New exhibition captures historic residency at Stirling Castle

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The remarkable success of Historic Scotland’s artist-in-residence project is being celebrated with a new exhibition at Stirling Castle, where works inspired by the iconic landmark will capture the site’s turbulent history and outstanding built heritage.

Iona Leishman artist in residence Stirling Castle

 

Iona Leishman’s colourful mix of real and imagined subject material stretches to around 80 canvases, many inspired by the dramatic physical outlines and sheer power of the castle’s crag-top location.

Her portfolio also conjures historical moments inspired by the Royal court at Stirling, where the machinations of kings and queens ultimately forged the political legacy of modern Scotland.

The potential of this rich source material has allowed Iona to develop a huge body of work that has attracted interest from thousands of castle visitors. Her talents have also helped schools and community groups develop their own creativity and skills.

The project reflects Historic Scotland’s aim to make imaginative use of the nation’s built heritage through an extensive and varied educational programme.

Iona (48), originally from Perth, has used her broad range of styles to appeal to a wide range of tastes and ages.

“As well as the celebration of the built heritage and history,” she explained, “I’ve create a third category, crossing point, which forms a bridge between the castle and imagination.”

Based in a workshop in the Nether Bailey, an outlying building previously adapted as a powder magazine, Iona has produced paintings that range from lush naturalistic impressions of the castle to dreamy washes of colour haunted by ethereal figures.

“Capturing the castle has been fairly straightforward,” she said. “I’ve painted at different times day, to capture the contrasts as the light moves around the castle. But when I’m painting figures, I’m trying to bring something out from inside, using impressions I’ve gained of the castle and what I know of its history.

“These paintings create themselves. A good example would be the ‘Fleeting Imaginings’ series, which portrays the young Mary Queen of Scots’ secret escape from Stirling, a fireside portrait of James V, and a painting called ‘Dancing for Herself’, which reverses the traditional male energy associated with castles to show a more feminine reaction – the female influence that would have kept the castle going and given it life.”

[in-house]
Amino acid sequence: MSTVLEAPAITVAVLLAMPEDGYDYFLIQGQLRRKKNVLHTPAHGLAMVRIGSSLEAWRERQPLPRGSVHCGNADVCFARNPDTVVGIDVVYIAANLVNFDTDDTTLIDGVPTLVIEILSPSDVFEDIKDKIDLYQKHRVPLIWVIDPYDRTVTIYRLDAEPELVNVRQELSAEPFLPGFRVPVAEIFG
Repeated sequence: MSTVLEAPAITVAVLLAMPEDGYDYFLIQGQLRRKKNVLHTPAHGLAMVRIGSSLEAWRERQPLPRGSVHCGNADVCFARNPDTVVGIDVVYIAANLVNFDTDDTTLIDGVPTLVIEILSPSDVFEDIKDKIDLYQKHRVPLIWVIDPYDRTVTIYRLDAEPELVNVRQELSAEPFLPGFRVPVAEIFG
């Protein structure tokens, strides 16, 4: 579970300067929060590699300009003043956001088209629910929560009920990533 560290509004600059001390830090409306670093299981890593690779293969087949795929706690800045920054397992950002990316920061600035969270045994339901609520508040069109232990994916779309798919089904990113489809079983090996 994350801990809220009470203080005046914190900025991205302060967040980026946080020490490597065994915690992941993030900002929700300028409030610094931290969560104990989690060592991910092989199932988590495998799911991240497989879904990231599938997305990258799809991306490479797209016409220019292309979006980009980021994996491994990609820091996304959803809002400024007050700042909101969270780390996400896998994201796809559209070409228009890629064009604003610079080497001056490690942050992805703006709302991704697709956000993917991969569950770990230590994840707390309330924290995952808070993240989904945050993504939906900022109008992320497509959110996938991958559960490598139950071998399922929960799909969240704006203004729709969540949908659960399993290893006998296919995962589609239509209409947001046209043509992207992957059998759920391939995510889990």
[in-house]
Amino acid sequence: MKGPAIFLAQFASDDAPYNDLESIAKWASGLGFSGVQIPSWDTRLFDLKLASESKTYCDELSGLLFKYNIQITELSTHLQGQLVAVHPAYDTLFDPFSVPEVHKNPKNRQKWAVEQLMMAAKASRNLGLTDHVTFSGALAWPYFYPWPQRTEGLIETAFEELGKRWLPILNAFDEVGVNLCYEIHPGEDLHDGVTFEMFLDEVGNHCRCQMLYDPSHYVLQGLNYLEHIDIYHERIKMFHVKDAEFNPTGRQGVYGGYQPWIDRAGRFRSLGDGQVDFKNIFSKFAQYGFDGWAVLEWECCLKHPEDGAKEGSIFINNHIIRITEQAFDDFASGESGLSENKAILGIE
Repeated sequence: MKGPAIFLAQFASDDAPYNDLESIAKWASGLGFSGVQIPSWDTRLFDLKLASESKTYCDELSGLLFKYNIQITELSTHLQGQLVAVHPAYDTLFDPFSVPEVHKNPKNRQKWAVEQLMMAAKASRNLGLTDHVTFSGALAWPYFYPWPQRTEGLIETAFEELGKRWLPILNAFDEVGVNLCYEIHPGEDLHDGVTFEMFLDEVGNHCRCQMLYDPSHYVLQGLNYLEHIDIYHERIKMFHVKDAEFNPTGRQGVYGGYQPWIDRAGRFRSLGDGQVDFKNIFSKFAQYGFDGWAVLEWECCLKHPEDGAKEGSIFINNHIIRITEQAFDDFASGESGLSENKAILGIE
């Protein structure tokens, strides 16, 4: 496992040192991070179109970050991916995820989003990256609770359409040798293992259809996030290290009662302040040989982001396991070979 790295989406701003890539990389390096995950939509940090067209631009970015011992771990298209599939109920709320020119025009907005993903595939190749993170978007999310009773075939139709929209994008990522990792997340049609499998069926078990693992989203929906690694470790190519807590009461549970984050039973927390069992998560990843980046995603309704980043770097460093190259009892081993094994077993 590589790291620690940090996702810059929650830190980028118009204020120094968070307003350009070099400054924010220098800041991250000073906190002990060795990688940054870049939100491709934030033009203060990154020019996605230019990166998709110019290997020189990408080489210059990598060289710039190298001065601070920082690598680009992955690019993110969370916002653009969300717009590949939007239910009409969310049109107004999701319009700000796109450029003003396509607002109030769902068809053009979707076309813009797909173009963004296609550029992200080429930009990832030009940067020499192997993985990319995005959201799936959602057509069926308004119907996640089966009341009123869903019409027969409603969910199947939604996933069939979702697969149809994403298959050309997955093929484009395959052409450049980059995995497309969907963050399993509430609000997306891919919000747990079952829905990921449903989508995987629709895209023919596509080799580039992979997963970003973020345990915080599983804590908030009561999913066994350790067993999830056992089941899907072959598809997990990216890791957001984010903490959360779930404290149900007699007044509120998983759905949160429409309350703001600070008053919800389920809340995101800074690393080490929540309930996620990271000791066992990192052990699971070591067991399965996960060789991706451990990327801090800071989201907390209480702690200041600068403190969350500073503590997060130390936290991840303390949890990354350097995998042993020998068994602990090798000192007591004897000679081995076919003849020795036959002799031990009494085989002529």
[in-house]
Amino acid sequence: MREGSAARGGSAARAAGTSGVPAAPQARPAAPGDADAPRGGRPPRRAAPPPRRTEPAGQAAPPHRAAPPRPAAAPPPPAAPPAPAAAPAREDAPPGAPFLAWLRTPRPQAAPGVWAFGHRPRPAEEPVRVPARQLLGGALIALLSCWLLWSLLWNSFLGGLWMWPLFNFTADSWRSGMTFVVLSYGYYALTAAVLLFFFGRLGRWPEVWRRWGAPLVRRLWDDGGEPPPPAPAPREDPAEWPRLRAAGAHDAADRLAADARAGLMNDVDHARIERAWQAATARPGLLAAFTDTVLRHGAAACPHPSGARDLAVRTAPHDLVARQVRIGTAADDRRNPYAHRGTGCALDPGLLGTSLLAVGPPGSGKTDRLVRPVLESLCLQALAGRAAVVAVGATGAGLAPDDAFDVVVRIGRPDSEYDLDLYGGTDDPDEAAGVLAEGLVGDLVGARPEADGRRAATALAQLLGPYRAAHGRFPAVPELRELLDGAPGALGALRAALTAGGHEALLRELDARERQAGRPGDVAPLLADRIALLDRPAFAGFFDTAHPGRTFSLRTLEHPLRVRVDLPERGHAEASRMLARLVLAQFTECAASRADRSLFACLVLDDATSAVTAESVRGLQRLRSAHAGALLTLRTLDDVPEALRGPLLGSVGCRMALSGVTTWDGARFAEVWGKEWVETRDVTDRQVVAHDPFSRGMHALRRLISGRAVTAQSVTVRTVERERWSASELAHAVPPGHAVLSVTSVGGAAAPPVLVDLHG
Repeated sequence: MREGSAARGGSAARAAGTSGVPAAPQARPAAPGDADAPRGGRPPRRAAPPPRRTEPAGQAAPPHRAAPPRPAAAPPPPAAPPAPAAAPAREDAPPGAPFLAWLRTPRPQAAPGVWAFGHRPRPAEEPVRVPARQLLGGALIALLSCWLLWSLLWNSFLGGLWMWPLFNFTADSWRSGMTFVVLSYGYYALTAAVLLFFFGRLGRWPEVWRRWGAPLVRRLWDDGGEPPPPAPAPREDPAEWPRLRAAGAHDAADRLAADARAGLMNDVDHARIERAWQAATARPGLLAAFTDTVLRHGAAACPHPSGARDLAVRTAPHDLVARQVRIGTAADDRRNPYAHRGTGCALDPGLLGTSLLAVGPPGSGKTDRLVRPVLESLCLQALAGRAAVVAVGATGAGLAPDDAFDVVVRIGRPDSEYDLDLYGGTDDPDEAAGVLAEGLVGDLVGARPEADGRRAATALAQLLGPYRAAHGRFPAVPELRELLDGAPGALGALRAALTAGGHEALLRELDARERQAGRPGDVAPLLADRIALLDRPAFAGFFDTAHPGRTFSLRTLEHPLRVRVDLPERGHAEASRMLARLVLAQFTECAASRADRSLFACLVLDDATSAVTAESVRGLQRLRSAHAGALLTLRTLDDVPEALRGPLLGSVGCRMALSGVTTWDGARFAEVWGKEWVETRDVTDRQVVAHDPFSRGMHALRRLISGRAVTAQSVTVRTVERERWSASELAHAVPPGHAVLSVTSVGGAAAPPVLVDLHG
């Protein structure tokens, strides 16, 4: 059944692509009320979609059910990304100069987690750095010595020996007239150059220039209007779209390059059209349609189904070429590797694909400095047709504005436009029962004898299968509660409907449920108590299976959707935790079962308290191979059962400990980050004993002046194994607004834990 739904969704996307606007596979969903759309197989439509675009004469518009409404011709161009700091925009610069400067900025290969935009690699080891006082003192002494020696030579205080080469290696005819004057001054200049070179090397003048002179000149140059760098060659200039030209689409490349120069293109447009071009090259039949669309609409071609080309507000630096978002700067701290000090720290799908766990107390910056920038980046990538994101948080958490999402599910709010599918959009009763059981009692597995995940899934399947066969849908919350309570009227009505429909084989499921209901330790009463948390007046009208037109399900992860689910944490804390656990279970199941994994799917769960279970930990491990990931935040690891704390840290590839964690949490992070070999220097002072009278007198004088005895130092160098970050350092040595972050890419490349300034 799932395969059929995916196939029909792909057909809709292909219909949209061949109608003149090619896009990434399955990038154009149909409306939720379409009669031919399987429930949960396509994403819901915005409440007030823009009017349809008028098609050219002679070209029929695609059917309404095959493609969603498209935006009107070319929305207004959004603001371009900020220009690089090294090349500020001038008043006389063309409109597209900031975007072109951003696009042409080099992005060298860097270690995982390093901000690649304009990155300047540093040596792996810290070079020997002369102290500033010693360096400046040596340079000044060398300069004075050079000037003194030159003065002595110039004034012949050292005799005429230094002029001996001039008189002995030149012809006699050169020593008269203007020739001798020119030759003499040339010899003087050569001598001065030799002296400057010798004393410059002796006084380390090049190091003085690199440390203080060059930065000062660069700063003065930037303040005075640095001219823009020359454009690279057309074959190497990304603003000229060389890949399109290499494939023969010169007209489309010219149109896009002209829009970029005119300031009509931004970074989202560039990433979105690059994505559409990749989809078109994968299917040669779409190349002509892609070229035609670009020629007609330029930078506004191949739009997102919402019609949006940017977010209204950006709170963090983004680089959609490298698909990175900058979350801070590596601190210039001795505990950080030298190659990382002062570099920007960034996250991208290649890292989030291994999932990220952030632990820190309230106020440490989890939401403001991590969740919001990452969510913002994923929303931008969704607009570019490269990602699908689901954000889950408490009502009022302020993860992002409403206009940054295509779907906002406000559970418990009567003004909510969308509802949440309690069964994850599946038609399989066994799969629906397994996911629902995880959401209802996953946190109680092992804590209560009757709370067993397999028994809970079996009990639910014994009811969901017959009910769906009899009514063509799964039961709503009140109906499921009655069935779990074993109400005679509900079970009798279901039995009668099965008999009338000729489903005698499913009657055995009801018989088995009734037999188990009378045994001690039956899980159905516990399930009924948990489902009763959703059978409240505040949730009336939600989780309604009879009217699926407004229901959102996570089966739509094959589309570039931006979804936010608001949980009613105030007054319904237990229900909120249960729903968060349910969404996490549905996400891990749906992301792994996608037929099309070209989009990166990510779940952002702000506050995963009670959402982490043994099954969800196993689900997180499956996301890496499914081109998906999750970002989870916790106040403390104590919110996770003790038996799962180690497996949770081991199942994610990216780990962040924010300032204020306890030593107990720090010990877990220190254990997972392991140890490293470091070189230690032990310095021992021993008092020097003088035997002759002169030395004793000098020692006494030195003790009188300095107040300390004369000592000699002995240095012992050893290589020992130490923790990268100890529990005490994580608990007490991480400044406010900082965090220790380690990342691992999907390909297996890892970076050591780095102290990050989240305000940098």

Dawn Over the North Gate Stirling Castle: Image-Iona Leishman

Many of Iona’s paintings are imbued with a dream-like quality, and the artist admits that dreams play an important role in the creation of some of her works.

“The hidden meanings sometimes associated with dreams are reflected in my paintings,” she explained.

“I like to layer paint and then rub parts away to reveal the colours underneath, which can create surprises and add just the qualities I’m looking for.”

The fruits of her residency are now being mounted in a retrospective exhibition at the castle, “Sense of Place”, which is being launched on December 2nd.

The show is free to all visitors at Stirling Castle, and can be found in Exhibition Room within the Nether Bailey complex, between the central castle buildings and the western ramparts.

All paintings are for sale, and an exhibition catalogue has been published at £6.95.

A special series of greetings cards and prints based on a selection of Iona’s work is available in the castle gift shop and at the Clan and Craft shop on the esplanade.

Iona’s residency has proved so successful that Historic Scotland is now preparing to expand the programme to include other sites.

“This has been an exceptionally productive project, well received not only by visitors and education groups but also by our staff ,” said Historic Scotland’s Head of Learning Services, Sue Mitchell.

“Interest, both internally and externally, in what Iona has achieved has stimulated an expansion of the artist in residence scheme, and work is now underway to create new programmes at Huntingtower Castle near Perth and Jedburgh Abbey in the Scottish Borders.”

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